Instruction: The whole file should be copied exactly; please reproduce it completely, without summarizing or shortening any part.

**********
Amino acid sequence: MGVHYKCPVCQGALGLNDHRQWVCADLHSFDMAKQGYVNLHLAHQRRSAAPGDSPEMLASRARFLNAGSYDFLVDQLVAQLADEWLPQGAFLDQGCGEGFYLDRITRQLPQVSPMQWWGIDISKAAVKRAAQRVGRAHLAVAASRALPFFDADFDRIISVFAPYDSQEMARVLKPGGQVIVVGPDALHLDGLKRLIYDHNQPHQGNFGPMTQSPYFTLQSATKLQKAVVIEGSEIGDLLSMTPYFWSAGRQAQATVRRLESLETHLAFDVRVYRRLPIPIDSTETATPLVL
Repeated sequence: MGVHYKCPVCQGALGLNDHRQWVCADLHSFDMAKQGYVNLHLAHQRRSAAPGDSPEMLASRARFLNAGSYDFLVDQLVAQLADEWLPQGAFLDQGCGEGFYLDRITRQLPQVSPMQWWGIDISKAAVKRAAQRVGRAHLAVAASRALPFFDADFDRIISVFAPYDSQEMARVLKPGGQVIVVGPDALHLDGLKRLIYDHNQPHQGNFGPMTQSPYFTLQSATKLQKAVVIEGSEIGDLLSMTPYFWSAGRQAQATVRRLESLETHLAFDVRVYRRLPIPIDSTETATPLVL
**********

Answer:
Amino acid sequence: MGVHYKCPVCQGALGLNDHRQWVCADLHSFDMAKQGYVNLHLAHQRRSAAPGDSPEMLASRARFLNAGSYDFLVDQLVAQLADEWLPQGAFLDQGCGEGFYLDRITRQLPQVSPMQWWGIDISKAAVKRAAQRVGRAHLAVAASRALPFFDADFDRIISVFAPYDSQEMARVLKPGGQVIVVGPDALHLDGLKRLIYDHNQPHQGNFGPMTQSPYFTLQSATKLQKAVVIEGSEIGDLLSMTPYFWSAGRQAQATVRRLESLETHLAFDVRVYRRLPIPIDSTETATPLVL
Repeated sequence: MGVHYKCPVCQGALGLNDHRQWVCADLHSFDMAKQGYVNLHLAHQRRSAAPGDSPEMLASRARFLNAGSYDFLVDQLVAQLADEWLPQGAFLDQGCGEGFYLDRITRQLPQVSPMQWWGIDISKAAVKRAAQRVGRAHLAVAASRALPFFDADFDRIISVFAPYDSQEMARVLKPGGQVIVVGPDALHLDGLKRLIYDHNQPHQGNFGPMTQSPYFTLQSATKLQKAVVIEGSEIGDLLSMTPYFWSAGRQAQATVRRLESLETHLAFDVRVYRRLPIPIDSTETATPLVL